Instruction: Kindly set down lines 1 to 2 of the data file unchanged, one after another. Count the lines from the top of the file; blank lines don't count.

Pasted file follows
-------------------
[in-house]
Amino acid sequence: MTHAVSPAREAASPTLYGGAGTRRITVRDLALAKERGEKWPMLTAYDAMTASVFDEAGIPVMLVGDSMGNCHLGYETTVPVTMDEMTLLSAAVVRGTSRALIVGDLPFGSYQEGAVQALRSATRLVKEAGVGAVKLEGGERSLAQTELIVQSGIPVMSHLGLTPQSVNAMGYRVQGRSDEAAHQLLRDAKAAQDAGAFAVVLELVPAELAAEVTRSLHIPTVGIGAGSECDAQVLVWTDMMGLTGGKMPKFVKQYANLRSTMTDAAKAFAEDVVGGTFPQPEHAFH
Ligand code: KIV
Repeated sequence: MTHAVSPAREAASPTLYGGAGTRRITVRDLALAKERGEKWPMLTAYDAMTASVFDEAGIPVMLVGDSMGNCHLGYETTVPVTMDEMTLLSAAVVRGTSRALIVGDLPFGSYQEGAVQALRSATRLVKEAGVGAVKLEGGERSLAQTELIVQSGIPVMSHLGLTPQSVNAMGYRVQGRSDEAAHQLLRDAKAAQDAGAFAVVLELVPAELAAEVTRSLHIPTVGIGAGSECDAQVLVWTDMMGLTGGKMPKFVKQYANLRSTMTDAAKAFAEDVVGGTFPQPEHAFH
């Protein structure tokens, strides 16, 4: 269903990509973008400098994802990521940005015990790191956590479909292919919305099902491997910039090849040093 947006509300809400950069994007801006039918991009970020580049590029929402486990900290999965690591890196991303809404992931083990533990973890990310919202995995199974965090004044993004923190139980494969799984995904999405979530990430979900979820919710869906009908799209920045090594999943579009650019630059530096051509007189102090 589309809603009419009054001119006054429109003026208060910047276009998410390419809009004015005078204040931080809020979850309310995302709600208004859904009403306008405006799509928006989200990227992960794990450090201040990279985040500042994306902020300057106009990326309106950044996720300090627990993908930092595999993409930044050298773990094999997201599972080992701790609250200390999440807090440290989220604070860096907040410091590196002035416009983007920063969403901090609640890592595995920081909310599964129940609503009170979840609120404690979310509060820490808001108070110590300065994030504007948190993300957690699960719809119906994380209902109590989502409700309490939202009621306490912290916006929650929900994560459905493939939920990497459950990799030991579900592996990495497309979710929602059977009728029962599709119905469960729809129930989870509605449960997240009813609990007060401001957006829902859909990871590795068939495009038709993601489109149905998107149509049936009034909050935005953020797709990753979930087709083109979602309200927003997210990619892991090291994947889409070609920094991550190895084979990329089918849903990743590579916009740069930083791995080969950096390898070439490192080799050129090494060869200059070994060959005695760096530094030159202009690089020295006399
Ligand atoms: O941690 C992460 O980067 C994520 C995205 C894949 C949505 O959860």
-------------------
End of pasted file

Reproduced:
[in-house]
Amino acid sequence: MTHAVSPAREAASPTLYGGAGTRRITVRDLALAKERGEKWPMLTAYDAMTASVFDEAGIPVMLVGDSMGNCHLGYETTVPVTMDEMTLLSAAVVRGTSRALIVGDLPFGSYQEGAVQALRSATRLVKEAGVGAVKLEGGERSLAQTELIVQSGIPVMSHLGLTPQSVNAMGYRVQGRSDEAAHQLLRDAKAAQDAGAFAVVLELVPAELAAEVTRSLHIPTVGIGAGSECDAQVLVWTDMMGLTGGKMPKFVKQYANLRSTMTDAAKAFAEDVVGGTFPQPEHAFH